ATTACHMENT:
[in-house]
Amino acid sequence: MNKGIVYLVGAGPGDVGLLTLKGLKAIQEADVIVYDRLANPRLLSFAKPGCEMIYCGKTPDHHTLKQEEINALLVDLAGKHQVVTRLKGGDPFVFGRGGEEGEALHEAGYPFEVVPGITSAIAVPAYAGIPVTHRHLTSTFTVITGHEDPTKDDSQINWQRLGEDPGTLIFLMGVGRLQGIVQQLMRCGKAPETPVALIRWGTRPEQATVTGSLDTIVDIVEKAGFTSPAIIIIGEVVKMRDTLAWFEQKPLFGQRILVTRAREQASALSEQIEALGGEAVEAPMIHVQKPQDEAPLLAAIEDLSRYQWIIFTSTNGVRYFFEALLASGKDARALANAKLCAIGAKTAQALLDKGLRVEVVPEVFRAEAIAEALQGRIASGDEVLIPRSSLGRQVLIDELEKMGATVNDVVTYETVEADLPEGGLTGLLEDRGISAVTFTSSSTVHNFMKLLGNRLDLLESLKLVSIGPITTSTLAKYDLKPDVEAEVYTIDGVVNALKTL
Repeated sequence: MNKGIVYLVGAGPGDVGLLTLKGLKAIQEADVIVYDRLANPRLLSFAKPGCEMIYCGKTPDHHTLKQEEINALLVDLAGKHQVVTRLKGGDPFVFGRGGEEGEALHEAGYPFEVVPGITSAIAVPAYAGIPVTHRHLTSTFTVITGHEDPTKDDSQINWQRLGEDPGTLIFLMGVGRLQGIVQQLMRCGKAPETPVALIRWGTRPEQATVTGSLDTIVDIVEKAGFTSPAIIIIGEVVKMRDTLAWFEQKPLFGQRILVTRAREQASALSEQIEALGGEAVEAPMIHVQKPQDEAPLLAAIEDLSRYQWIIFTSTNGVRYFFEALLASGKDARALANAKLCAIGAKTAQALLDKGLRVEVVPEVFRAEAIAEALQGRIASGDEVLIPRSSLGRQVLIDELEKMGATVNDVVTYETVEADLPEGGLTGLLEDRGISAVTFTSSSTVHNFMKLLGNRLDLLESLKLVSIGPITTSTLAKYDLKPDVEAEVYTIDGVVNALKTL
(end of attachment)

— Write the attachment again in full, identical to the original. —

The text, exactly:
[in-house]
Amino acid sequence: MNKGIVYLVGAGPGDVGLLTLKGLKAIQEADVIVYDRLANPRLLSFAKPGCEMIYCGKTPDHHTLKQEEINALLVDLAGKHQVVTRLKGGDPFVFGRGGEEGEALHEAGYPFEVVPGITSAIAVPAYAGIPVTHRHLTSTFTVITGHEDPTKDDSQINWQRLGEDPGTLIFLMGVGRLQGIVQQLMRCGKAPETPVALIRWGTRPEQATVTGSLDTIVDIVEKAGFTSPAIIIIGEVVKMRDTLAWFEQKPLFGQRILVTRAREQASALSEQIEALGGEAVEAPMIHVQKPQDEAPLLAAIEDLSRYQWIIFTSTNGVRYFFEALLASGKDARALANAKLCAIGAKTAQALLDKGLRVEVVPEVFRAEAIAEALQGRIASGDEVLIPRSSLGRQVLIDELEKMGATVNDVVTYETVEADLPEGGLTGLLEDRGISAVTFTSSSTVHNFMKLLGNRLDLLESLKLVSIGPITTSTLAKYDLKPDVEAEVYTIDGVVNALKTL
Repeated sequence: MNKGIVYLVGAGPGDVGLLTLKGLKAIQEADVIVYDRLANPRLLSFAKPGCEMIYCGKTPDHHTLKQEEINALLVDLAGKHQVVTRLKGGDPFVFGRGGEEGEALHEAGYPFEVVPGITSAIAVPAYAGIPVTHRHLTSTFTVITGHEDPTKDDSQINWQRLGEDPGTLIFLMGVGRLQGIVQQLMRCGKAPETPVALIRWGTRPEQATVTGSLDTIVDIVEKAGFTSPAIIIIGEVVKMRDTLAWFEQKPLFGQRILVTRAREQASALSEQIEALGGEAVEAPMIHVQKPQDEAPLLAAIEDLSRYQWIIFTSTNGVRYFFEALLASGKDARALANAKLCAIGAKTAQALLDKGLRVEVVPEVFRAEAIAEALQGRIASGDEVLIPRSSLGRQVLIDELEKMGATVNDVVTYETVEADLPEGGLTGLLEDRGISAVTFTSSSTVHNFMKLLGNRLDLLESLKLVSIGPITTSTLAKYDLKPDVEAEVYTIDGVVNALKTL